Want to build a website that you can then monetise? ChatGPT has your back. Or how about a YouTube channel for sponsored explainer vids in dozens of languages? With ChatGPT, you can do so without any video editing or language skills. Here’s how to make money with ChatGPT in 2024.

Read the full article on making money from ChatGPT here

#5 Grow your own food

Box of fruit and veg

One option to explore in 2024 is growing and selling your own fruit and veg produce. The landscape may be littered with difficulties, such as land price reaching record levels and certifications taking a long time to be granted, but if you already have the means, there are plenty of reasons to get a business off the ground.

Businesses like veg box delivery companies have boomed in recent years and farm shops have made a success from turning that produce into hot food. That, together with a growing appetite from consumers to eat organic and a current overreliance on imported fruit and veg means the ingredients are there to turn a profit.

Read the full article on growing your own produce here

#6 AI consultant

With the surge in generative AI that is rapidly changing the market, it can be overwhelming for businesses, especially small firms without dedicated resource, to know what to adopt and what to leave out.

An AI consultant can advise individuals and businesses on what AI platforms and tools are out there as well as how much they cost, how to implement them effectively and the ethical implications to consider.

The global Artificial Intelligence (AI) Consulting 2023 report showed that the size of the market was valued at USD 93472.06m in 2022 and is expected to expand at a compound annual growth rate of 37.46 per cent during the forecast period, reaching USD 630611.25m by 2029.

If you already have specialist knowledge in a particular industry, then get involved. Business AI consulting is the clear choice to begin with, but healthcare AI and AI marketing for other small businesses are also growing areas worth exploring.

Read the full article on becoming an AI consultant here

#7 Holistic pet care

Thanks to rising ownership among younger consumers, and an increase in single person households and empty nesters, more and more of us see our furry friends as one of the family rather than just something we own.

The result of this humanisation of our pets is a willingness to spend much more on them and to explore a wider range of treatments, diets and remedies.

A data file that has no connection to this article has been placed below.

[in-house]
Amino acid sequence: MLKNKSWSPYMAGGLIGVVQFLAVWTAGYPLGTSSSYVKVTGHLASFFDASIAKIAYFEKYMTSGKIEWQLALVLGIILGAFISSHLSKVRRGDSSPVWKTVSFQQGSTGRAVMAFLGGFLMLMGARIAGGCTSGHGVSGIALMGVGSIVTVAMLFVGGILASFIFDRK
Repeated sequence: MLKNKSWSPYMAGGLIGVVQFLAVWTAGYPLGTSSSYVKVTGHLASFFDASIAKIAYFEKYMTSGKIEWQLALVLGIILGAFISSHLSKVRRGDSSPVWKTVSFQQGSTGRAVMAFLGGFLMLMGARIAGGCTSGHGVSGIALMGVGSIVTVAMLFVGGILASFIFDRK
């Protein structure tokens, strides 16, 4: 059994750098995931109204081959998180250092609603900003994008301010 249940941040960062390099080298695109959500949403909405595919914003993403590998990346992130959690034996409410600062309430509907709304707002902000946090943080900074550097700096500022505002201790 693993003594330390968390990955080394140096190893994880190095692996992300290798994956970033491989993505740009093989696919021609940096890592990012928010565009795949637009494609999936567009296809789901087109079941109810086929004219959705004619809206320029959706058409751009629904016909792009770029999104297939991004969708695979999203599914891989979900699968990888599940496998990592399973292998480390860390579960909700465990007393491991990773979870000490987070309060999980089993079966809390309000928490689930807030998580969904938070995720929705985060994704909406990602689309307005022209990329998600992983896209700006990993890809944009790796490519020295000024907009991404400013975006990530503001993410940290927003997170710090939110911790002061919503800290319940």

Holistic pet care, which includes everything from natural supplements to dog massage, aims to support the health and wellbeing of our animals so that they live happier longer lives. Here’s how you can get in on the action.

Read the full article on starting a holistic pet care business here

#8 Third culture cuisine

Third culture cuisine
Authenticity is key for third culture cuisine. But the options for mouth-watering food are limitless…

Forget fusion food – third culture cuisine is the culinary product of chefs who were raised in diaspora communities, and who have a knack for bringing together all the best elements of their parents’ food culture and the culture they grew up in.

As you can imagine, this has given rise to some truly tantalising creations, like sesame umi ramen carbonara and Kasundi Keema lasagne rolls. And despite the ongoing cost of living crisis, there remains an appetite for delicious food, with consumers still prioritising dining out over any other treat in 2024.

From revolutionary restaurant concepts to unique food brands, third culture cuisine is a bubbling pot of opportunities.

Read the full article on starting a third culture cuisine business here

#9 Vehicle leasing host

The sharing economy is big business, and it’s set to only get bigger. In recent years, it has given way to car-sharing platforms such as Turo and Getaround, which allow ‘hosts’ to lease out their cars for short amounts of time (even for an hour) to users who then leave a review, like on Airbnb.

These peer-to-peer car rental apps are growing in popularity and are perfect for built-up areas with a high footfall rate – such as busy train stations, city centres or airports. When you consider car ownership among young people is at its lowest point in two decades, this option fills a demand while you effectively do nothing. You don’t even need to hand over the keys.

Read the full article on becoming a vehicle leasing host here

Is there an idea you think we’ve missed that’s going to be huge in 2024? Leave a comment or let us know on social.

See also: Marketing a new business – Half of UK businesses don’t have a marketing plan. Here’s how to ensure you get ahead of the pack

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Lucy Wayment

Lucy is the former editor of and has been writing and working in the small business and entrepreneur space for over 12 years. She’s now Head of Content at Stubben Edge, where she writes...